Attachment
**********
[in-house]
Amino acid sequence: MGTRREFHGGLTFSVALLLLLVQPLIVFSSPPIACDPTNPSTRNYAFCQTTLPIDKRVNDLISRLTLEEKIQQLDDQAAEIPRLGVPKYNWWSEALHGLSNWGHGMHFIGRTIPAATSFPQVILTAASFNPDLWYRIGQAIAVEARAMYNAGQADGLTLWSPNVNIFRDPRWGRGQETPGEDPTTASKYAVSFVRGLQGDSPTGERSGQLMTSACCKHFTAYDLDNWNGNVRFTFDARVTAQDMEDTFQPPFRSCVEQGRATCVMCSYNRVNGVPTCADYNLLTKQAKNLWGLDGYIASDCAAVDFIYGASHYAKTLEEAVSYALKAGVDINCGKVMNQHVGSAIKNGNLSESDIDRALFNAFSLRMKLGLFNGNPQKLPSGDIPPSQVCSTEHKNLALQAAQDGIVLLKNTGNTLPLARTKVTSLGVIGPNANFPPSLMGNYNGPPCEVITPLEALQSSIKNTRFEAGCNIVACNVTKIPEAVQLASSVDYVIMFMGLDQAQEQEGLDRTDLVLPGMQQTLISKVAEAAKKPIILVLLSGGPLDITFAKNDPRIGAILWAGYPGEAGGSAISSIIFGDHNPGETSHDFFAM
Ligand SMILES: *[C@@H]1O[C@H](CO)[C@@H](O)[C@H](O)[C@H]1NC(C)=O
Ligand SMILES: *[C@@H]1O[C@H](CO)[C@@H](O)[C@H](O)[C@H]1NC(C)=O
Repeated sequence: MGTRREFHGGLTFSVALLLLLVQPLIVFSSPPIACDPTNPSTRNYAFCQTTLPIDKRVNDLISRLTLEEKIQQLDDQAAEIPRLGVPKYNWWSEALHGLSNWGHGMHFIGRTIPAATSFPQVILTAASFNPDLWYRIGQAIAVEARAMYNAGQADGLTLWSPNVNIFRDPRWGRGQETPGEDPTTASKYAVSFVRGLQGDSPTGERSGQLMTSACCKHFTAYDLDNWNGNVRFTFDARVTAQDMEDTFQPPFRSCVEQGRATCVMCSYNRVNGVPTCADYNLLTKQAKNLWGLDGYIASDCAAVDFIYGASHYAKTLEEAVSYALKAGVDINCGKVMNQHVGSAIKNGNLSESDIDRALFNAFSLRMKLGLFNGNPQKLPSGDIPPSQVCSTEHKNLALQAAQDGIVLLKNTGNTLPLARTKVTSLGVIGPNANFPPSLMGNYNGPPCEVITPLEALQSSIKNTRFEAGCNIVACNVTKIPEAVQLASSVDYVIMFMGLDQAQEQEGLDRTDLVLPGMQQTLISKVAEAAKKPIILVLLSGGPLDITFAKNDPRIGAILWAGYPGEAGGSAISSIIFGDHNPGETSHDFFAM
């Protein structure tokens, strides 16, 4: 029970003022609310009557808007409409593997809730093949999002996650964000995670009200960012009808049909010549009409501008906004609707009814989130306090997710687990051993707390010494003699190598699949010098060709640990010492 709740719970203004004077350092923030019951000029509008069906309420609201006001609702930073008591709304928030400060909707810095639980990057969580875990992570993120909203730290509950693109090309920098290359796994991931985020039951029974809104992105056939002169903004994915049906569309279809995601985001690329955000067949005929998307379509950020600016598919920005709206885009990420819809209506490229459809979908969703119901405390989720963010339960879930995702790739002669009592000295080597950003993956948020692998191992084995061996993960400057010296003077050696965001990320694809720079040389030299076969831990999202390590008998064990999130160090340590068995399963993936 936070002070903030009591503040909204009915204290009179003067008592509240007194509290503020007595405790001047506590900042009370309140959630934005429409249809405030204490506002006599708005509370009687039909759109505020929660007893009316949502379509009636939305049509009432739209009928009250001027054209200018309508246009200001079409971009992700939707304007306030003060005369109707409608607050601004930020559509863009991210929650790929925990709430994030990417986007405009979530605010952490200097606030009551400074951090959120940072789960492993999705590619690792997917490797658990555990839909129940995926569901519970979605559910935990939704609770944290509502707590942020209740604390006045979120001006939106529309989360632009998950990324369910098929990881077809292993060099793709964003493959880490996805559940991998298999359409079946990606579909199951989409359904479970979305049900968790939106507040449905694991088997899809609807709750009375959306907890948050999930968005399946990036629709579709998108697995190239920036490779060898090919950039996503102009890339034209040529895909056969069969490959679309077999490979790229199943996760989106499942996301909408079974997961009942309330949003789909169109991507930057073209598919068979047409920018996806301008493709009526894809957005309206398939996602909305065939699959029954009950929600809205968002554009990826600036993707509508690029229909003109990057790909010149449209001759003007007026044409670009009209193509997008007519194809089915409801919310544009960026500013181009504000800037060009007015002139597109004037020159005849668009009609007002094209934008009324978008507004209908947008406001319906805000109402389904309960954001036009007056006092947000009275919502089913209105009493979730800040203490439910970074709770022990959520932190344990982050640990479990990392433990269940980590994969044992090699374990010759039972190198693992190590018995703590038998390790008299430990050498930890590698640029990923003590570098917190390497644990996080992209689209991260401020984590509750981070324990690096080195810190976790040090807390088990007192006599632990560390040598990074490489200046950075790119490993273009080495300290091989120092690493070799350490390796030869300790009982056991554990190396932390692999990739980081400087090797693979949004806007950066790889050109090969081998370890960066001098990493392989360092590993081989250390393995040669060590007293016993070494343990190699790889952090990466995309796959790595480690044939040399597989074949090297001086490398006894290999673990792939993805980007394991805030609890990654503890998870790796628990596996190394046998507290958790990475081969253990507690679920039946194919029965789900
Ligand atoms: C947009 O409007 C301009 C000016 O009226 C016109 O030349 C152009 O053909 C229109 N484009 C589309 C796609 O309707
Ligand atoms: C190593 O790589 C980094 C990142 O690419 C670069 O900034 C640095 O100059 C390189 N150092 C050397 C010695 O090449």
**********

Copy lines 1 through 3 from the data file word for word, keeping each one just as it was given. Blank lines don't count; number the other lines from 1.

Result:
[in-house]
Amino acid sequence: MGTRREFHGGLTFSVALLLLLVQPLIVFSSPPIACDPTNPSTRNYAFCQTTLPIDKRVNDLISRLTLEEKIQQLDDQAAEIPRLGVPKYNWWSEALHGLSNWGHGMHFIGRTIPAATSFPQVILTAASFNPDLWYRIGQAIAVEARAMYNAGQADGLTLWSPNVNIFRDPRWGRGQETPGEDPTTASKYAVSFVRGLQGDSPTGERSGQLMTSACCKHFTAYDLDNWNGNVRFTFDARVTAQDMEDTFQPPFRSCVEQGRATCVMCSYNRVNGVPTCADYNLLTKQAKNLWGLDGYIASDCAAVDFIYGASHYAKTLEEAVSYALKAGVDINCGKVMNQHVGSAIKNGNLSESDIDRALFNAFSLRMKLGLFNGNPQKLPSGDIPPSQVCSTEHKNLALQAAQDGIVLLKNTGNTLPLARTKVTSLGVIGPNANFPPSLMGNYNGPPCEVITPLEALQSSIKNTRFEAGCNIVACNVTKIPEAVQLASSVDYVIMFMGLDQAQEQEGLDRTDLVLPGMQQTLISKVAEAAKKPIILVLLSGGPLDITFAKNDPRIGAILWAGYPGEAGGSAISSIIFGDHNPGETSHDFFAM
Ligand SMILES: *[C@@H]1O[C@H](CO)[C@@H](O)[C@H](O)[C@H]1NC(C)=O